Friday, July 1, 2011

Lessons Learned

After 3 weeks of parenting a newborn, I thought I'd share some things I've learned thus far.  For those of you without kids, hopefully this will be amazingly informative.  For those of you with kids, you already know this and can probably skip reading the whole post.  In no particular order:

1)  Life with a newborn is no different than life pre-newborn... long as your life pre-newborn involved caring for another human who cried incessantly, soiled britches, did not allow you to sleep, and routinely "gave back" (all over your clothes) some portion of every meal consumed.

2)  I never knew how little sleep I actually need to function.

Since we're giving the whole breastfeeding thing a whirl, I'm the only one who can feed the kid.  We're doing one bottle/day just to get him used to eating from a bottle, but even during that time, when Scott is feeding the baby, I'm pumping.  This means that every 1, 2, or 3 hours, I'm feeding the baby.  The feeding process can take an hour.  (feeding off and on, changing a diaper or two, burping, etc)  You do the math.  Even if he eats every 3 hours (on a good day), at most I can get 2 hours of sleep.  I don't call that a night's rest.  I call that a nap.

Correction:  I used to call that a nap.  Now I call it a night's rest.

3)  Putting socks on a newborn is an exercise in futility.

Newborns, according to my wise friend Andrea who has two kids, will only wear one sock at a time.  I've found this to be true. I put on two socks on my child.  I turn my head for a second and look back and somehow only ONE sock is still on said child.  It's truly a mysterious thing.

4)  Even die hard Dave Ramsey fans such as Scott and I would be willing to sacrifice LARGE AMOUNTS of money if it would help our screaming child settle.

James doesn't cry all the time.  In fact, he probably cries less than 2.5 hours every day.  Total.  But when he DOES cry, and we've tried everything we can think of to make him happy and nothing works, it is in those moments that we'd bust our budget in a heartbeat if we knew it would make a difference in the cry-fest.

5)  Newborns are hilarious to watch.

The total lack of coordination with every movement and the contorted facial expressions of newborns make for some great entertainment.  Especially if one has had very little sleep (see #2 above), these type things make one laugh.  A lot.

6)  Working as a NICU nurse only mildly prepared me to care for a newborn.

Yes, I was already comfortable changing diapers and holding/handling a baby when I came home with my son.  However, at my job when babies are crying, it is almost always food-related.  Feed them, problem solved.  If the problem is not food related, it is often dirty diaper or possibly position related.  Change a diaper, reposition the baby and Wahlah!  Happy (or at least quiet) baby.  Being at home with a newborn is a whole new ball game. My recently fed, clean diapered, warm baby can be down right unreasonable.  And that leaves me going "Wha?!?"  So then we begin the cycle of trying out different comfort measures to make him happy.  Swaddle him, walk with him, put him in the bouncy chair, take him out of the bouncy chair, play with him, turn on the vacuum/sound machine/bathroom fan, double and triple check his diaper, offer to feed him more...wash/rinse/repeat.  Eventually, one of the things we tried 3 times already will finally work.  And then there will be peace and quiet.  And there is much rejoicing.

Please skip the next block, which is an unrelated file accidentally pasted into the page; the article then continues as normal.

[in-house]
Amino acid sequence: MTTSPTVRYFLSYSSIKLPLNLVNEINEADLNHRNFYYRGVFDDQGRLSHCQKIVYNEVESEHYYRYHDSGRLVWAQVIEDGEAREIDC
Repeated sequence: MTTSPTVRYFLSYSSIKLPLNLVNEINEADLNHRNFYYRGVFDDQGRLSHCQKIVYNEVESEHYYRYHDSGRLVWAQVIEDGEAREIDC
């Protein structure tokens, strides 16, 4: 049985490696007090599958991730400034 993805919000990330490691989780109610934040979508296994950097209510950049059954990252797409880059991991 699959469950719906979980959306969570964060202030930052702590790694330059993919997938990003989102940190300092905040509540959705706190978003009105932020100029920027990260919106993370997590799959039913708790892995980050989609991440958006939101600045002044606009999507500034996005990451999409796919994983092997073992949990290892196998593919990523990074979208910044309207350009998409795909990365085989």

7)  I definitely underestimated the amount of bodily fluids that would end up on my clothes.

I figured, since I work with babies for a living, I would be better than most new parents at avoiding getting spit-up, peed or pooped on.  I was sadly, sadly mistaken.  I thought our laundry would increase because of the baby's clothes and blankets and such.  I didn't count on having to wash my own stuff so. much. more. often just because I can't stay clean to save my life.

8)  I don't think I will be able to do any single task start to finish, in one sitting, ever again.

As soon as I start to do anything, on the computer, make a phone call, take a shower, watch a 30 minute show on tv, the baby needs something.  For example, since starting this blog post, I've stopped and started at least 3 times.  In 40 minutes. :)

Well, that's all for now.  Stay tuned as this adventure continues!!


Mimi to 3 said...

So glad you are keeping your sense of humor intact, because as hard as this seems right now, it will be a faded memory! I think you are doing a fabulous job, and James is very adorable. Keep on keeping on and soon you will be having 4-5 hour stretches at night! Love you!

Lisa said...

Betty Anne, you my dear, need to consider writing as a career! Your witty outlook on all life topics is refreshing and so very true and to the point!!!! I used to think, when my children were babies, that I was the only adult that lived with spit-up on every item of clothing that I, I know that I was not alone! James will grow and change so quickly that all of this will soon be a distant memory....sleep is in your near future, as is a clean well, take care, sleep when you can, and maybe have a glass of wine every now and then to "promote relaxation" are doing a wonderful job, and it is indeed the most rewarding (non-paying) job in the world! Hugs to you sweetie!